Toothpaste Dots and Other Toothpaste Packing Hacks

We’re excited to introduce our new series, “Packing Hacks,” which turns the female traveler into MacGyver. We’ll take everyday objects and come up with new uses to make your travel experience easier. 

This week we’re starting with a liquid (well… paste) that can be pretty annoying to pack, particularly if it explodes in your bag: toothpaste!

Travel Size Toothpaste Refills

Ah, those pesky travel sized toothpastes. You buy one for $1 every time you go on a trip and end up tossing them afterwards, but you could easily refill them. Just press a full-sized tube up against the travel-sized tube and squeeze gently, as you would when refilling a shampoo bottle. After all, reusing bottles is better for the environment.

Make Your Own Travel Toothpaste Container

make your own travel toothpaste tubes

Make your own travel toothpaste tubes.

Another toothpaste hack is to find another container for your toothpaste that’s not as fragile and takes up less room. An eye dropper works great, particularly for weekend camping trips. Just squeeze enough out onto your toothbrush and you’re ready to start the day. Pictured below, we have a small squeeze bottle that could work for longer trips.

DIY Single Use Toothpaste Packs

DIY single use toothpaste packs.

DIY single use toothpaste packs.

A secondary storage option is making single use tubes of toothpaste and other liquids. Take a pair of needle nose pliers and pinch the end of a straw. Hold it over a flame to seal the plastic until you can’t see any holes. Cut the straw into one inch pieces. On the other end, squeeze one brushing’s worth of toothpaste or however much you prefer. Clamp the second end and seal with the flame as you did before. You can also punch holes in one side to put on a string. This packing hack ensures that you bring only as much as you will need for the trip.

Liquid Free Toothpaste Dots

Toothpaste dots.

Make your own dry toothpaste dots.

To avoid liquids altogether, we’ve tested out Lush’s Toothy Tabs solid toothpaste that you chew to brush. But you can make your own at home with items you already have. Get a piece of aluminum foil and gently squeeze out small dots of toothpaste onto it. Sprinkle with baking soda to avoid sticking. When they’re solid, which may take three or so days, pop them into a plastic bag and you’re ready to go! Be sure to avoid gel toothpastes, as they won’t solidify. I had to test it out a few times before I changed toothpastes.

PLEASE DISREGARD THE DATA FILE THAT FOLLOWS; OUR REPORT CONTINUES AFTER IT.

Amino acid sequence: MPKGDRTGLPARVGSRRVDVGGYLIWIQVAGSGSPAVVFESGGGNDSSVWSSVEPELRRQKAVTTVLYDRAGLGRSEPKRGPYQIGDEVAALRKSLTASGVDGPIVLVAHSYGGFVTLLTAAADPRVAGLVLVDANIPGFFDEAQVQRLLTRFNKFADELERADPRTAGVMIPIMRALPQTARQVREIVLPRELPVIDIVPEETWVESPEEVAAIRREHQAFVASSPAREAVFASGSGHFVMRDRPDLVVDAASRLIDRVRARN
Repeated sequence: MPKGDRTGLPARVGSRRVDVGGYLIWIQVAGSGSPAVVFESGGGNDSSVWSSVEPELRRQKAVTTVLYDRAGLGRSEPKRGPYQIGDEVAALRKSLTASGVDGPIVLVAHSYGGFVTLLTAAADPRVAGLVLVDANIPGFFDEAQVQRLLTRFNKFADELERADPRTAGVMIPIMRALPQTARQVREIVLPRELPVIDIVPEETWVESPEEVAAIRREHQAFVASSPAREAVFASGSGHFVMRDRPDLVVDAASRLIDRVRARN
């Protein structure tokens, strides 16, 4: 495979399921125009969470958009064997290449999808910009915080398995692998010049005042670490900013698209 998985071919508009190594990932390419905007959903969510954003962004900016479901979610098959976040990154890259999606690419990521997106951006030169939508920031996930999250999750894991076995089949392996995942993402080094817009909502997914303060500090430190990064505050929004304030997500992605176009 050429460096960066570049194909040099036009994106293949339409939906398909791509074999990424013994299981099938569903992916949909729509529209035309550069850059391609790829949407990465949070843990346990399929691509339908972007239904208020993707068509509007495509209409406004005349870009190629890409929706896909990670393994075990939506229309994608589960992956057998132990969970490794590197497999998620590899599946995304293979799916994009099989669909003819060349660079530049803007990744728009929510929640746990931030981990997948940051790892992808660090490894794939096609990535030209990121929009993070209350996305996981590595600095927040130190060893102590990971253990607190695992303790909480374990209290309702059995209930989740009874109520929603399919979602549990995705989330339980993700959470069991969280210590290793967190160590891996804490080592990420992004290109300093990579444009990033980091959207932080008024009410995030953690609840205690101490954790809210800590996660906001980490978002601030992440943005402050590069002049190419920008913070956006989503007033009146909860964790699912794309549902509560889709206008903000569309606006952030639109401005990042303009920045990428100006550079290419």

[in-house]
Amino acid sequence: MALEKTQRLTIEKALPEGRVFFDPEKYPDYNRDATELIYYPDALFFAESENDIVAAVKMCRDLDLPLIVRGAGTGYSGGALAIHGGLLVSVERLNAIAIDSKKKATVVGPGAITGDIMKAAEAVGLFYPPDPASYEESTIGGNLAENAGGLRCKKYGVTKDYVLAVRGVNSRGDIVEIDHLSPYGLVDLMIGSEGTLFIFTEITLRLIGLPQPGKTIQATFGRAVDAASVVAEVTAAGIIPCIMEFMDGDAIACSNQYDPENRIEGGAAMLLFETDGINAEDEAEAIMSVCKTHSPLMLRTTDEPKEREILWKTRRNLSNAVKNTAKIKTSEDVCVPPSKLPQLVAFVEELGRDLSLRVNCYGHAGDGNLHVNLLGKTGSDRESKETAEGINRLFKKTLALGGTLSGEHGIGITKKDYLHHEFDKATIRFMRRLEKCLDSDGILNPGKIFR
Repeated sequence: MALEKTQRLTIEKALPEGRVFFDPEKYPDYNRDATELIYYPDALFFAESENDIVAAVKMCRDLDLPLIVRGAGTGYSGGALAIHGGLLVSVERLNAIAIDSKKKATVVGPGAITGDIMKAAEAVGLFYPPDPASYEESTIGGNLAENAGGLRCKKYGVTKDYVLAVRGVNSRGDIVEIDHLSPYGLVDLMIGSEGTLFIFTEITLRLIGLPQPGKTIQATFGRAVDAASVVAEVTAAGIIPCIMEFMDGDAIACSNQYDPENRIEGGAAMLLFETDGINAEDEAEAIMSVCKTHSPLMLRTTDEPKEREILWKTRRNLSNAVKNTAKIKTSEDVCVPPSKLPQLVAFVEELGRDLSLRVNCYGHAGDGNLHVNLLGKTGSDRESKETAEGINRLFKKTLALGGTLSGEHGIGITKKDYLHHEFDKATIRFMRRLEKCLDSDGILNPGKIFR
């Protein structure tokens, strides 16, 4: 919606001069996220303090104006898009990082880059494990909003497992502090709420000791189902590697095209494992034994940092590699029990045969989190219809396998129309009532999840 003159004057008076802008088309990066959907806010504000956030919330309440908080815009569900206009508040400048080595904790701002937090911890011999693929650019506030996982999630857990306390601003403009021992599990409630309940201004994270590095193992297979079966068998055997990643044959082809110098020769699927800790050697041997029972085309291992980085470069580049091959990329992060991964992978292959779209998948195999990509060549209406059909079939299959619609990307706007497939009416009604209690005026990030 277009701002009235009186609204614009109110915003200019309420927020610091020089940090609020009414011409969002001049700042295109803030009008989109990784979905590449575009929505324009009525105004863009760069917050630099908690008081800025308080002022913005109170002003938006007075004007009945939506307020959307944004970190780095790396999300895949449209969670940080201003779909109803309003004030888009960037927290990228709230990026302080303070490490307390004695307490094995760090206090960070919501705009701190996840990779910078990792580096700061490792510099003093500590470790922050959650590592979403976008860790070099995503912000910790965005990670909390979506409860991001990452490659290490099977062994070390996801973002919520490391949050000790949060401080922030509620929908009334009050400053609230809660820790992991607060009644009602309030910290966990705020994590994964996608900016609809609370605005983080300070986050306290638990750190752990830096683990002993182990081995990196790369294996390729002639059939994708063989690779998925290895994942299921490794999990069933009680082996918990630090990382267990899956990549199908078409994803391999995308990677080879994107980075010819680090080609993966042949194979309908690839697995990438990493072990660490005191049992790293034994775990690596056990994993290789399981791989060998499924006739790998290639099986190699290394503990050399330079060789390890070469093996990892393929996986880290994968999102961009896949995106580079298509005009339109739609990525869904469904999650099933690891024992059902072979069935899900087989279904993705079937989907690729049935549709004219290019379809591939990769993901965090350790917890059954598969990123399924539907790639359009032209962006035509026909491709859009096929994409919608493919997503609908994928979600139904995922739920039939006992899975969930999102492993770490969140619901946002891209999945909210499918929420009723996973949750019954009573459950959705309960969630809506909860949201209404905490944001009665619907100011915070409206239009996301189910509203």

Do you have any other toothpaste packing hacks to share?


  1. Carol says

    For long trips and/or when you want to save pack weight, tooth powder instead of paste works well. It’s also TSA compliant. I used both Colgate and Pepsodent tooth powders for years, but they’re impossible to find these days.

  2. Yonna says

    I put my toothpaste in a thoroughly cleaned eye drops bottle. I put the toothpaste into the bottle, and poured a bit of mouthwash in with it (shake very well to mix it up), to thin it out a bit. Once it’s at a consistency that allows it to be squeezed out of the bottle, I am ready to go! The whole bottle lasted me a 2week trip to Europe, and didn’t take up much space in my 3-1-1 bag either.

  3. says

    Oh I love the dots! I am really excited to give it a try. The travel sized toothpastes are always just a bit too small for a full week trip. It drives me nuts.

  4. Christina H says

    I think this post is missing the point of Toothy Tabs. One of the main reasons for them is to cut down on waste. Once tabs are gone, the box is recyclable. However with these “tooth dots” above you have the non-recyclable tube plus the (if you’re using the baking soda container pictured, not the box) a recyclable (well, photodegradable) plastic container. Or you can reuse it. But the point is that by doing this you have created more waste. Freezing it on tinfoil (that will likely not be reused) and then transferred to a plastic bag. This is a far cry from Toothy Tabs.

  5. Christina H says

    I would like to note that I realize the point here is for traveling — but it doesn’t change these are nowhere near comparible to the Lush product.

  6. Tamara says

    So if I dried out like 10 days worth of these toothpaste dot things would I be better off doing that or just taking a tube of it? And would I be able to just take these in a little jar in my carry on in my 3-1-1 bag?


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